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Where's the Free Aid for Americans?

Updated on October 23, 2010

Other countries are always in crisis in some way, and it's widely broadcasted on the American news.  Hurricanes in Haiti, typhoons in Taiwan, tsunamis in Singapore.  Regardless of what it is, we get to hear about it.

The real crisis, in my opinion, is that America is always so quick to send free aid to other countries but doesn't seem to have much interest in providing the same "care" to its own people.  America sent millions (or billions?) of dollars in "free" aid to Haiti in the form of medical supplies, food and water, military support, and medical personnel to render the aid needed.  Absolutely free of charge to Haitians.

I don't begrudge the people of Haiti, or any other country, this type of aid and service...but what does stick in my craw is the fact that there are people of all ages, particularly the very young and very old, within America's own borders who do not have any type of medical care at all and cannot get it.  Especially not free.

Free clinics?  Sure...but what do they actually provide?  They'll hand out condoms all day long, but when it comes to actually providing medical care to someone in need, forget it.  They will check your vitals and refer you to a doctor who won't see you because you don't have medical insurance.

More and more employers today are not providing health insurance coverage to employees because of the cost to the company.  Some companies, like Walmart, will predominantly hire part-time employees so they can avoid providing insurance and other benefits (this may not be a corporate "policy" but it certainly is a standard of operation at my not-so-friendly neighborhood Walmart, and the store manager has even stated it quite specifically).

People who do have a company that offers insurance often have mitigating circumstances that prevent them from being able to pay the insurance deductions.  The family rate of most plans is three times the single rate, so a working parent with even one child at home ends up facing deductions of $50 per paycheck or more.  For many people, that's a tank of gasoline to get back and forth to work between's a few days' worth of groceries...a couple packs of diapers.  Other expenses that are for simply existing take precedence.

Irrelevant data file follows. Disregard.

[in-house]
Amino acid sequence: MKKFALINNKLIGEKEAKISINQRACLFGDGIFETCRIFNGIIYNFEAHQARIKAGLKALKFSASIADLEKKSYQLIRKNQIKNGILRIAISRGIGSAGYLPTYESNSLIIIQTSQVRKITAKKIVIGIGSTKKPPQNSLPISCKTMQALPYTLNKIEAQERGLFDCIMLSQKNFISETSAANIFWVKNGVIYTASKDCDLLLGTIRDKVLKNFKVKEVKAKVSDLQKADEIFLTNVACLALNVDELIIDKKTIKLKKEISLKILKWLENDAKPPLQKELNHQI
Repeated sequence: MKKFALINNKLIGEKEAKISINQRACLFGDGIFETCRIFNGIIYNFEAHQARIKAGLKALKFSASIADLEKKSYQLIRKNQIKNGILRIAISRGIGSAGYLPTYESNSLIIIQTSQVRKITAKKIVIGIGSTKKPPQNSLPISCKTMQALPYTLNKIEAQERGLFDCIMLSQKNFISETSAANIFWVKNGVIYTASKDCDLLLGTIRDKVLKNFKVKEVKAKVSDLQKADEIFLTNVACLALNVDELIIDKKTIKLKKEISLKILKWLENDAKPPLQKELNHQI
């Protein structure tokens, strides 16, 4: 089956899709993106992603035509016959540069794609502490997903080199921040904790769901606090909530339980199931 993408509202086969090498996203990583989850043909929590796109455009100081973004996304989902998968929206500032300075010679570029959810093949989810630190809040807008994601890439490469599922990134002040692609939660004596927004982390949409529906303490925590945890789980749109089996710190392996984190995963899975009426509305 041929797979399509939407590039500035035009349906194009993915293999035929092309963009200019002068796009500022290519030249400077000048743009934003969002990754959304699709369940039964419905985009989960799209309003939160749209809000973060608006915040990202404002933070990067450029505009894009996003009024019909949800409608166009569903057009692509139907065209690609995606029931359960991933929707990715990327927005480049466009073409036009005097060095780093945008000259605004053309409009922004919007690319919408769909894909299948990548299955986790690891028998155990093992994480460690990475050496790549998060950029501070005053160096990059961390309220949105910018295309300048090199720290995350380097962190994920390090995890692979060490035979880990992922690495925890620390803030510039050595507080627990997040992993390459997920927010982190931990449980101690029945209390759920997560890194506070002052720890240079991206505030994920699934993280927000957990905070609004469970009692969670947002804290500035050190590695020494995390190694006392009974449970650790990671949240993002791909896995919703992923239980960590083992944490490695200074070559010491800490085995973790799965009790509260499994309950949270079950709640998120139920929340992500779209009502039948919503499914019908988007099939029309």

Celebrities even have causes that support providing aid to impoverished children in third world countries, and there are networks and organizations (under the guise of being humanitarian) that do the same.  Do any of these "causes" ever advertise or espouse providing aid right here in their own backyard?  Of course not.

Despite the fact that there are starving and neglected children right next door that would vastly benefit from simple and relatively inexpensive medical care, or an elderly neighbor who is in need of certain medications to manage their ailments...does anyone care about this?  No, because it's far more "trendy" to pretend to be concerned about starving Ethiopians with distended bellies.

And why is that?  Because if you're caring about something a few thousand miles away, all you have to do is write a check each month to pat your sense of social humanitarianism on the back.


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    • sarasca profile image

      sarasca 7 years ago from Bristol, VA

      LindaJM: The mostly likely reason is because it's easier to "care" about presumably humanitarian issues when you don't have to stare them in the face every day. A starving mother of two on an American street corner is viewed as a lazy, drug-addicted beggar...but if it's a starving mother of two on the street corner of any other country, it becomes a "mission of mercy" to make sure she and her children are clothed and fed.

    • LindaJM profile image

      Linda Jo Martin 7 years ago from Post Falls, Idaho, USA

      I too do not see why so much money is sent overseas when there are so many homeless and suffering people here in America.